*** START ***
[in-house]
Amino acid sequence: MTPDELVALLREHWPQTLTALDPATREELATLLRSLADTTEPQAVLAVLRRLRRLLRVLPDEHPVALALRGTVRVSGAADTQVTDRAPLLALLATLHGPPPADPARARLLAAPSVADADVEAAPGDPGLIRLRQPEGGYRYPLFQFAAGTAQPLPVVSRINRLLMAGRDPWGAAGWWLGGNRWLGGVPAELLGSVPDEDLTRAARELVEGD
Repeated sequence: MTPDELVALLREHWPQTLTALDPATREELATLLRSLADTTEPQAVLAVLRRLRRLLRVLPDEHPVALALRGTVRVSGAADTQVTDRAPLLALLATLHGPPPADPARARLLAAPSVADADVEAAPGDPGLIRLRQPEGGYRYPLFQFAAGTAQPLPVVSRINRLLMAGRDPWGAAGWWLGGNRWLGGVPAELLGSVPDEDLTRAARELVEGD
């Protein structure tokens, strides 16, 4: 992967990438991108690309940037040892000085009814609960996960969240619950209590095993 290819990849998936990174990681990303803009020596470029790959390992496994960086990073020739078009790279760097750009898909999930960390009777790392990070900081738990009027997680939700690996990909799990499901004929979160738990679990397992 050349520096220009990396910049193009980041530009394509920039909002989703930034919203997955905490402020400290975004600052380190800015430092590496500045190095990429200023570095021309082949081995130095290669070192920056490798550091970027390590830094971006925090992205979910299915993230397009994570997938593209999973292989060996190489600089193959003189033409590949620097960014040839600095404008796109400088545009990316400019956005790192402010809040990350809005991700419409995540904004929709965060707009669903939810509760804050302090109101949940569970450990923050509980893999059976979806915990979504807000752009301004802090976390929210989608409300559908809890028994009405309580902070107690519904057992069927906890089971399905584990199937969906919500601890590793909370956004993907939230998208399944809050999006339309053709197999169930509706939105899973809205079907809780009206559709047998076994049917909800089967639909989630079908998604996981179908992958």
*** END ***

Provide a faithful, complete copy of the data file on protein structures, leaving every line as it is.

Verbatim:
[in-house]
Amino acid sequence: MTPDELVALLREHWPQTLTALDPATREELATLLRSLADTTEPQAVLAVLRRLRRLLRVLPDEHPVALALRGTVRVSGAADTQVTDRAPLLALLATLHGPPPADPARARLLAAPSVADADVEAAPGDPGLIRLRQPEGGYRYPLFQFAAGTAQPLPVVSRINRLLMAGRDPWGAAGWWLGGNRWLGGVPAELLGSVPDEDLTRAARELVEGD
Repeated sequence: MTPDELVALLREHWPQTLTALDPATREELATLLRSLADTTEPQAVLAVLRRLRRLLRVLPDEHPVALALRGTVRVSGAADTQVTDRAPLLALLATLHGPPPADPARARLLAAPSVADADVEAAPGDPGLIRLRQPEGGYRYPLFQFAAGTAQPLPVVSRINRLLMAGRDPWGAAGWWLGGNRWLGGVPAELLGSVPDEDLTRAARELVEGD
């Protein structure tokens, strides 16, 4: 992967990438991108690309940037040892000085009814609960996960969240619950209590095993 290819990849998936990174990681990303803009020596470029790959390992496994960086990073020739078009790279760097750009898909999930960390009777790392990070900081738990009027997680939700690996990909799990499901004929979160738990679990397992 050349520096220009990396910049193009980041530009394509920039909002989703930034919203997955905490402020400290975004600052380190800015430092590496500045190095990429200023570095021309082949081995130095290669070192920056490798550091970027390590830094971006925090992205979910299915993230397009994570997938593209999973292989060996190489600089193959003189033409590949620097960014040839600095404008796109400088545009990316400019956005790192402010809040990350809005991700419409995540904004929709965060707009669903939810509760804050302090109101949940569970450990923050509980893999059976979806915990979504807000752009301004802090976390929210989608409300559908809890028994009405309580902070107690519904057992069927906890089971399905584990199937969906919500601890590793909370956004993907939230998208399944809050999006339309053709197999169930509706939105899973809205079907809780009206559709047998076994049917909800089967639909989630079908998604996981179908992958």